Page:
Mt. McKinley in Alaska, originally known as Denali, "the Great One." .... "Lead me to the rock that is higher than I; for you are my refuge..." (Ps. 61:2-3)

       "Who do you say that I am?" Jesus asked.  Simon Peter answered, "You are the Messiah, the Son of the living God."  And Jesus answered, "Blessed are you, Simon son of Jonah! ... You are Peter (petros), and on this rock (petra) I will build my church..."  Jesus then began to speak of the rough road ahead. And Peter took him aside and rebuked him... "Get behind me, Satan!" Jesus replied. "You are a stumbling block..."
                                                (Matthew 16:13-23)

May these words of this Peter be like a rock,
not a stumbling block!

"Are you ready?"

Message preached November 30, 2003
Long Green Valley Church of the Brethren
Glen Arm, Maryland USA

based upon Luke 21:25-36

Order of Worship

            Growing just about everywhere in Alaska and the north country is a peculiar plant called a "Fireweed." What makes this common weed different is the fact that it blooms throughout the summer season. But itís the way in which the fireweed blooms that makes it distinctive. The buds on this tall plant begin to open at the beginning of summer, but only the blossoms closest to the bottom. As the season progresses so does the blooming of the rest of the weed, searching for the sky.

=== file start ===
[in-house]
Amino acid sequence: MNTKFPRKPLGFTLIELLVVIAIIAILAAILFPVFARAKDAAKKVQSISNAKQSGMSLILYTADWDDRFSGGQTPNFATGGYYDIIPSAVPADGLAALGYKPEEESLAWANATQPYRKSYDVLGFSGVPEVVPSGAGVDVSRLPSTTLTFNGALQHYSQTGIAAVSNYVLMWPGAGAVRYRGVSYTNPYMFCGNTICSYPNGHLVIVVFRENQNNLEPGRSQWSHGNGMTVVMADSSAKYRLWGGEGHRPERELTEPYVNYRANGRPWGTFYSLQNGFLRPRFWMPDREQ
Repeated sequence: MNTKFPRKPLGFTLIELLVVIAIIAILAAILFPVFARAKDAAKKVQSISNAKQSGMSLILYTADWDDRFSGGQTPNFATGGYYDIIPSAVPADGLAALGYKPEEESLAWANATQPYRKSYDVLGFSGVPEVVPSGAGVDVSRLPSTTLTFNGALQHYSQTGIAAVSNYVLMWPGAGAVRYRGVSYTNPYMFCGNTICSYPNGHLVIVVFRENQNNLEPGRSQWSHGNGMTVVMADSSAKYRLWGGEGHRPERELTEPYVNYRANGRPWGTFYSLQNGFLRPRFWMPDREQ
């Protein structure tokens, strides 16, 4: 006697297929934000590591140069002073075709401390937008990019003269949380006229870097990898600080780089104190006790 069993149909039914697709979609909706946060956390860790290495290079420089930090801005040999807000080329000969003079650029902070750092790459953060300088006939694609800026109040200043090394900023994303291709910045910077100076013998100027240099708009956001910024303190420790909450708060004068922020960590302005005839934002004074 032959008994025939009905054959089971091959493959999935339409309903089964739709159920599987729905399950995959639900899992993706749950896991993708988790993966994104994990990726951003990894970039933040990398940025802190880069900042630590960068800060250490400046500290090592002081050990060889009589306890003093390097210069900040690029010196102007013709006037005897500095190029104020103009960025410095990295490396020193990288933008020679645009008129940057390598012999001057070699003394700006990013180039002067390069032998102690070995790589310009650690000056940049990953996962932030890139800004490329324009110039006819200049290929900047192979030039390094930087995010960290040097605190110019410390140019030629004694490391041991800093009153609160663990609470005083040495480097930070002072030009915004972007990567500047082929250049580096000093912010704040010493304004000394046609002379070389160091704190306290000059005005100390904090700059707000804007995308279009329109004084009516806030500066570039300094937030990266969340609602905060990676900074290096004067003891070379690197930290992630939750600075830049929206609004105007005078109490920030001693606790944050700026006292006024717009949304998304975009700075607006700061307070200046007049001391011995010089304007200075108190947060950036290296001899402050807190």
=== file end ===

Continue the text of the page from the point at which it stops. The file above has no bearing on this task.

By summerís end, it has flowered to the top, and as soon as the last bud opens, you know the first snowflakes are not far behind. Thus, the fireweed becomes like a seasonal calendar to those who dwell in a land where a yearís worth of living is crammed into a few short months. The progressing blossoms of the fireweed are a sign to many of the need to make the most of the time, before the cold winds begin to blow.

            Wouldnít it be nice if the signs of the times were as easy to read as the blossoms on the fireweed? With the blooms halfway up the stalk weíd know how far the summer has progressed and thus plan appropriately. When the buds at the tip-top would start to open weíd be ready for winter, for the cold winds of hard times to blow across the face of the earth. Wouldnít it be nice?...

            This morning we dedicated a beautiful child to the Lord, as well as her parents, and us as her church. Whenever we help bring a child into this world, donít we wonder what sort of future this little one will grow to see? What will the world be like when she stands where we stand? Will there even be a world to stand upon, or will heaven and earth pass away during her lifetime?... O, wouldnít it be nice if the signs of the times were as easy to read as the blossoms on the fireweed. Maybe, Maybe not.

            Well, the signs of the Christmas season have fully geared into action, have they not? December hasnít even begun. There are only 24 shopping days left till Christmas. Are you ready, yet? The busiest shopping day of the year has just past, and we survived it! With signs of a recession still around, our local merchants are hoping to survive also, praying it is over. The Christmas parades have made their appearance, and now Santa Claus is everywhere.

            Are you ready, yet? No, I donít mean, have all the presents been purchased, all the decorations been put up, all the cards been sent, all the gifts been wrapped, No, I donít mean any of this. Are you ready for Christmas? After all, the signs of the times have been everywhere. Whether we are ready or not, the season of advent has begun.